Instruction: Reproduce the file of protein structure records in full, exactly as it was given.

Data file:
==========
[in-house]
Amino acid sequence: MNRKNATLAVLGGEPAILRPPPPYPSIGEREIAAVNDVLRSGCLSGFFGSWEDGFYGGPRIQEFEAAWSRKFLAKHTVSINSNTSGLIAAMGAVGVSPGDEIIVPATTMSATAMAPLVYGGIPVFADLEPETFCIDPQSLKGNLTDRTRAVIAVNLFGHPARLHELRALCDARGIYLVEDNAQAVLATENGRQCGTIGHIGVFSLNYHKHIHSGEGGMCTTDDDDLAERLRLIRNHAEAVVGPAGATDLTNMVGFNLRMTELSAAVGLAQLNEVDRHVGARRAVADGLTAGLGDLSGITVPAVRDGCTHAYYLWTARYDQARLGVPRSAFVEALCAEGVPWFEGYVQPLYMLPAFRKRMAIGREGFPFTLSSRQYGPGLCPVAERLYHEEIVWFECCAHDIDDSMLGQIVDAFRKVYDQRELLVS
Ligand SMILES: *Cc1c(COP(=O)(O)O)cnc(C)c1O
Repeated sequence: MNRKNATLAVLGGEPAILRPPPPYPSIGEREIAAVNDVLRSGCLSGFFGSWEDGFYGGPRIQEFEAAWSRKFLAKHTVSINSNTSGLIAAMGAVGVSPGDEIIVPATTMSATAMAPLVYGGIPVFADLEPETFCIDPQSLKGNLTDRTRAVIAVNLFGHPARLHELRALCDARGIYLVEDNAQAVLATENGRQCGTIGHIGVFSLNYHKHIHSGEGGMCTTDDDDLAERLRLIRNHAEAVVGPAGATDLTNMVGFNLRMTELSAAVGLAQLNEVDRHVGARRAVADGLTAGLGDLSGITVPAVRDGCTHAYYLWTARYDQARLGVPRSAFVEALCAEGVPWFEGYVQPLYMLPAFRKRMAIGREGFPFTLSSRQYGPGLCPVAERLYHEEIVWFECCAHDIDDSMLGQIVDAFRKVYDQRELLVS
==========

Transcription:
[in-house]
Amino acid sequence: MNRKNATLAVLGGEPAILRPPPPYPSIGEREIAAVNDVLRSGCLSGFFGSWEDGFYGGPRIQEFEAAWSRKFLAKHTVSINSNTSGLIAAMGAVGVSPGDEIIVPATTMSATAMAPLVYGGIPVFADLEPETFCIDPQSLKGNLTDRTRAVIAVNLFGHPARLHELRALCDARGIYLVEDNAQAVLATENGRQCGTIGHIGVFSLNYHKHIHSGEGGMCTTDDDDLAERLRLIRNHAEAVVGPAGATDLTNMVGFNLRMTELSAAVGLAQLNEVDRHVGARRAVADGLTAGLGDLSGITVPAVRDGCTHAYYLWTARYDQARLGVPRSAFVEALCAEGVPWFEGYVQPLYMLPAFRKRMAIGREGFPFTLSSRQYGPGLCPVAERLYHEEIVWFECCAHDIDDSMLGQIVDAFRKVYDQRELLVS
Ligand SMILES: *Cc1c(COP(=O)(O)O)cnc(C)c1O
Repeated sequence: MNRKNATLAVLGGEPAILRPPPPYPSIGEREIAAVNDVLRSGCLSGFFGSWEDGFYGGPRIQEFEAAWSRKFLAKHTVSINSNTSGLIAAMGAVGVSPGDEIIVPATTMSATAMAPLVYGGIPVFADLEPETFCIDPQSLKGNLTDRTRAVIAVNLFGHPARLHELRALCDARGIYLVEDNAQAVLATENGRQCGTIGHIGVFSLNYHKHIHSGEGGMCTTDDDDLAERLRLIRNHAEAVVGPAGATDLTNMVGFNLRMTELSAAVGLAQLNEVDRHVGARRAVADGLTAGLGDLSGITVPAVRDGCTHAYYLWTARYDQARLGVPRSAFVEALCAEGVPWFEGYVQPLYMLPAFRKRMAIGREGFPFTLSSRQYGPGLCPVAERLYHEEIVWFECCAHDIDDSMLGQIVDAFRKVYDQRELLVS